The publication Legal Intelligencer poses the hypothetical question quite directly, to wit: As either an insured party or insurance company that has tried unsuccessfully to resolve a legal matter via nonbinding mediation, is it now better to seek resolution through binding arbitration or in a court of law?
If you're involved in an insurance-related dispute in Colorado or elsewhere across the country (either as an insurer or insured), what is the more preferable process for you to invoke to resolve your challenge -- arbitration or formal adversarialism under the oversight of a judge?
While most people would like to assume that every aspect of a building's construction is executed perfectly, this isn't always the case. For example, a roof located in Breckenridge recently collapsed. Of course, this is a scary situation because there is the potential for people to develop injuries as a result of any roof collapse.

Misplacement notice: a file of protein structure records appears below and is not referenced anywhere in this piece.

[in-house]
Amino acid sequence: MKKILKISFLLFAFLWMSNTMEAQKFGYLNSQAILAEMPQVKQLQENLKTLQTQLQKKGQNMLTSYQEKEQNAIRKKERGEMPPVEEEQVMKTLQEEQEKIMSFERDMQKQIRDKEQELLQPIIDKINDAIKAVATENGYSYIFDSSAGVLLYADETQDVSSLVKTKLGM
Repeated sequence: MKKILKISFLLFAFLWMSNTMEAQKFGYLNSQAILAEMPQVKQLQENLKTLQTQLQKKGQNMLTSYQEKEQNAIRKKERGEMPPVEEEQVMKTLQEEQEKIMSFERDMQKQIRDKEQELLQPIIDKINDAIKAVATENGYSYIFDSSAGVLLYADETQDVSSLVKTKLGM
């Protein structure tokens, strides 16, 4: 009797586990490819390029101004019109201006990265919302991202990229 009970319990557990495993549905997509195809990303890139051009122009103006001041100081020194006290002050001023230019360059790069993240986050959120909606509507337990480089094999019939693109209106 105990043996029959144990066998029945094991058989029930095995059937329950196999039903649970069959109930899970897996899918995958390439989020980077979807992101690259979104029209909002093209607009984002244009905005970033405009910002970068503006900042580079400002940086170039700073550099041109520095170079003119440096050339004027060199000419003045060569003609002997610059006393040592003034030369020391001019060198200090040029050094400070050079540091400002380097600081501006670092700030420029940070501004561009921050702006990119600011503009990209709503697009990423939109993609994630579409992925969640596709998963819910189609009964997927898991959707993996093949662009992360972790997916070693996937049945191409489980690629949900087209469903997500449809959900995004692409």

As noted in a Colorado publication earlier this month, state lawmakers "have tried and narrowly failed for years" to craft compromise legislation that would satisfy customarily opposed interests regarding an important business matter.
It's a fair question: If an insurance company is found to have breached its contractual duty to defend a case against an insured party, but hasn't acted in bad faith in doing so (in other words, it made a conscientious decision to deny coverage in good faith), is its liability capped by policy limits plus defense costs?